Description of the health risk

Health risk is always the consequence of other risks and calamities, to the point of being defined as a second degree risk. The health risk factor may be considered as a qualitative variable representing the possibility of an external factory causing harm to the population’s health. The probability that this could happen indicates the extent of the risk, i.e. the effect it could cause.

This type of risk could be:

• anthropic, if induced by human activities such as industrial accidents, industrial and farming activities, transport, waste;
• natural, if induced by natural events such as earthquakes, volcanoes, landslides, floods, submarine earthquakes, sand storms.

Anthropic variables entailing a health risk can affect human health causing harm or effects, either temporary or permanent. These variables may be of a biological nature such as bacteria, virus, pollens, GMO; chemical such as asbestos, benzene, heavy metals, dioxins; physical such as UV radiations, ionizing radiations, noises, temperatures either too high or too low.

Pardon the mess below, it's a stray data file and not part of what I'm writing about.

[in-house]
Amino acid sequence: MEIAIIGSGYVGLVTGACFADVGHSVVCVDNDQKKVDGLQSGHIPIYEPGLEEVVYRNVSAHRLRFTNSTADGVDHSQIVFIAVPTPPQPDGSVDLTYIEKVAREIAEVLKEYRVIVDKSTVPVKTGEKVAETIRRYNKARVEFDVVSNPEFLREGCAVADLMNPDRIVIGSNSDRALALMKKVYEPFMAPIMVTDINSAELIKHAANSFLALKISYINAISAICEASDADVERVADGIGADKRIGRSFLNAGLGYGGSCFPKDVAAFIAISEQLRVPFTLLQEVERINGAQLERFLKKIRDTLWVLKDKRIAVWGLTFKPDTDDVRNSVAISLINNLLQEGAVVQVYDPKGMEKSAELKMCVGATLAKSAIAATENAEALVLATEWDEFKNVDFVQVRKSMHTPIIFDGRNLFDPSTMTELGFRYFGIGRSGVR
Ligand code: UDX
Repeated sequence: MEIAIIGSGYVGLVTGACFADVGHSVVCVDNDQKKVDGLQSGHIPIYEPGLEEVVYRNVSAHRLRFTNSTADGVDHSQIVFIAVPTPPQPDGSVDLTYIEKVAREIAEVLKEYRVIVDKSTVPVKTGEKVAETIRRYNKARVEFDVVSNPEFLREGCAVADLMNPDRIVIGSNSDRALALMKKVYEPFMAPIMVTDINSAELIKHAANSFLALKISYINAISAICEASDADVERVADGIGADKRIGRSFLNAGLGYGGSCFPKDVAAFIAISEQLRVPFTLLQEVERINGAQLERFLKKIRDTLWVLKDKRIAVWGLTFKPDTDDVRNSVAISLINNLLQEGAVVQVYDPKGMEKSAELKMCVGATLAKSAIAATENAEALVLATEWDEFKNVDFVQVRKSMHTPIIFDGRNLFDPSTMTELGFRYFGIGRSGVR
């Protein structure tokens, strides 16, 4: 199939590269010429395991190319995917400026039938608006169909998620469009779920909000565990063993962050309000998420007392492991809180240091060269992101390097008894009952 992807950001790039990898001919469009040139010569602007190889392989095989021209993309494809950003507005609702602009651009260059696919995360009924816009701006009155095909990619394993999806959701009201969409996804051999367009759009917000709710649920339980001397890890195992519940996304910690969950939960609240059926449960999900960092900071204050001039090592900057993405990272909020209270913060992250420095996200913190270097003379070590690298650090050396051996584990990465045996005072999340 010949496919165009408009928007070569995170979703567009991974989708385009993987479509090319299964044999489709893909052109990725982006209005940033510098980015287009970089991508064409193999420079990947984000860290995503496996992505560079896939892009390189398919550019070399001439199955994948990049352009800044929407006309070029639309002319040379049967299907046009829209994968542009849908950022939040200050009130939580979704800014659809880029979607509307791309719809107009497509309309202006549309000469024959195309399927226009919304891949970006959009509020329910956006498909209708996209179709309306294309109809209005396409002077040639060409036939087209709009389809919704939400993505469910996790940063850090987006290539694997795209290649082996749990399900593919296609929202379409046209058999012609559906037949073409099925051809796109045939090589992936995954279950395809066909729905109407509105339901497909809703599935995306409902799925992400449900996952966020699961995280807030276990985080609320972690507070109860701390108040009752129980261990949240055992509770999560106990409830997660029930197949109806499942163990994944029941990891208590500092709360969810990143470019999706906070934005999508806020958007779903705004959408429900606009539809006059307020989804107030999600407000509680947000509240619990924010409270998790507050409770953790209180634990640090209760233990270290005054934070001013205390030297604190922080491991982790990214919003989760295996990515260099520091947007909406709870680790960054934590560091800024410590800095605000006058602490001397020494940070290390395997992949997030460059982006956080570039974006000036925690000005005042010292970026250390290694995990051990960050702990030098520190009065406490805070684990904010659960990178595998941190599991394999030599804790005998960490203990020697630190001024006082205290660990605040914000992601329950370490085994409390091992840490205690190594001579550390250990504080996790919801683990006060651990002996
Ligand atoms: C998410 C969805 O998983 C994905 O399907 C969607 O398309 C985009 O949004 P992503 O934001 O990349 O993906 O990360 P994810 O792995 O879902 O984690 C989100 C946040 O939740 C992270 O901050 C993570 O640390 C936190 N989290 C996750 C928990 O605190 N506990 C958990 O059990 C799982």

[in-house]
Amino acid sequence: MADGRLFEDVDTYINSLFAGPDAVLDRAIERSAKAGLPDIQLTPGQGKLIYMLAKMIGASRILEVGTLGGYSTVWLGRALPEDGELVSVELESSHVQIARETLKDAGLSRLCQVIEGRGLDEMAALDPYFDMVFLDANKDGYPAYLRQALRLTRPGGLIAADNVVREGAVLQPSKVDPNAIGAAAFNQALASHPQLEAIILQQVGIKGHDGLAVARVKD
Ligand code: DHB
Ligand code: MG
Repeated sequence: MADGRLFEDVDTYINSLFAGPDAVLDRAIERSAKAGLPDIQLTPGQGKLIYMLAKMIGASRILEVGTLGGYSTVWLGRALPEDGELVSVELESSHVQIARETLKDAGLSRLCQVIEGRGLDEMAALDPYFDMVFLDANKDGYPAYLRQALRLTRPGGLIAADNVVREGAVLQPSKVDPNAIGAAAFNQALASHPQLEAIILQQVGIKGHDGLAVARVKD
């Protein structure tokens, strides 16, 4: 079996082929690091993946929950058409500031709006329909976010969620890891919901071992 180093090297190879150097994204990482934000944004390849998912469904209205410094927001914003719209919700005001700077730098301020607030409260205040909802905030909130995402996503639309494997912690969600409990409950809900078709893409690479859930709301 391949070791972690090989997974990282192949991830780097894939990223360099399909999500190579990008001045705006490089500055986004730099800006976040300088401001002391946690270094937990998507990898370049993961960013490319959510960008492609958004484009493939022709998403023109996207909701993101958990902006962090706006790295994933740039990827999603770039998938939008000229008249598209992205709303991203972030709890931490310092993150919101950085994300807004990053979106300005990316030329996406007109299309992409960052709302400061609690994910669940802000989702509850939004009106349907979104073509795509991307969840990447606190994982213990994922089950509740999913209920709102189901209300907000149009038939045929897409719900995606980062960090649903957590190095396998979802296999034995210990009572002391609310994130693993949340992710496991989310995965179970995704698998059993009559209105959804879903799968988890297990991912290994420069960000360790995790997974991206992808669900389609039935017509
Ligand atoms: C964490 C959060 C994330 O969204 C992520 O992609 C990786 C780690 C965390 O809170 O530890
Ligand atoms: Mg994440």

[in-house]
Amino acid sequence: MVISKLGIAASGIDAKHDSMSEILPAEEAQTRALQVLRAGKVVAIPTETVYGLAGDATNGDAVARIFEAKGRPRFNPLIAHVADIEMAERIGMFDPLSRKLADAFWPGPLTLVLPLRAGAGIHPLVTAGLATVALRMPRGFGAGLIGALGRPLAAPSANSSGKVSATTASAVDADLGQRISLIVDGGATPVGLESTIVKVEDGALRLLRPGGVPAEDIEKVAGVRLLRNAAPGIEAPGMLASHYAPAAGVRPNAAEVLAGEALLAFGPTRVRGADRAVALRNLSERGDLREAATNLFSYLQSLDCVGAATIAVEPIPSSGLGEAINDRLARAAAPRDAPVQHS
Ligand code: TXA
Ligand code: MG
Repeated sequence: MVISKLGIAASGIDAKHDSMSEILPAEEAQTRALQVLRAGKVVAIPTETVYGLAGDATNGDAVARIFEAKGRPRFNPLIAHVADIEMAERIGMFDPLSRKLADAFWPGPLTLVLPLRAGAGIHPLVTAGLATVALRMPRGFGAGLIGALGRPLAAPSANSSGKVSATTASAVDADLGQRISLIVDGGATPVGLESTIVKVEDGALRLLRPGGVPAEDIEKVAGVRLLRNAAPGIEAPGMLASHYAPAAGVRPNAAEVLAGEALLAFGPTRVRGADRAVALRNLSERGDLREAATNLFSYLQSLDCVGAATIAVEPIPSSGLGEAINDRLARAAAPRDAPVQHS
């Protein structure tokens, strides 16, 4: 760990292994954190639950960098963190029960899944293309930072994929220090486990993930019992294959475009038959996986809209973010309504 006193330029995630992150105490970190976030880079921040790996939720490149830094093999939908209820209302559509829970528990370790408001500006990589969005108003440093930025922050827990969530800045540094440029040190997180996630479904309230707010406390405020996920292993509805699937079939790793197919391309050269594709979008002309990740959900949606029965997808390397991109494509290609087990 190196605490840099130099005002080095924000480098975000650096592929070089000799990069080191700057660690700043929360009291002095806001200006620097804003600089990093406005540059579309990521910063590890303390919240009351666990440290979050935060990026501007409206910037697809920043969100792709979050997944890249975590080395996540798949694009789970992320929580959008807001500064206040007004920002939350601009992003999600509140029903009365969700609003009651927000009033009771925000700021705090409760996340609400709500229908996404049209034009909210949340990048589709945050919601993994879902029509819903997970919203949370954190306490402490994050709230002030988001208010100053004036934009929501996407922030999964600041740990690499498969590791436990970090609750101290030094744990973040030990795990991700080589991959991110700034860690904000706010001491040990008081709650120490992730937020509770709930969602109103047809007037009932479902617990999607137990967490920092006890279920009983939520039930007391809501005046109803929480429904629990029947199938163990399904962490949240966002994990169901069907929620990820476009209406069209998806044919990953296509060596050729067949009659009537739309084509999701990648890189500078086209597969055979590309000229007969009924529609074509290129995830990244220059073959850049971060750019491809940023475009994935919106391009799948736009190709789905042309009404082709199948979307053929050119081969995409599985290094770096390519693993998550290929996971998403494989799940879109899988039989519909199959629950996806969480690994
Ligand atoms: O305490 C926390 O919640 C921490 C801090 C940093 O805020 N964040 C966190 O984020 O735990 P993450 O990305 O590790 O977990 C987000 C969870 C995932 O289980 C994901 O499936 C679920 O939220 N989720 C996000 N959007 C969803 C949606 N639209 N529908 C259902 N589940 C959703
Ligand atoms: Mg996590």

Whilst natural variables are included in all the natural calamity typologies such as earthquakes, volcanic eruptions, tsunami, landslides, floods or other phenomena, always of a natural type.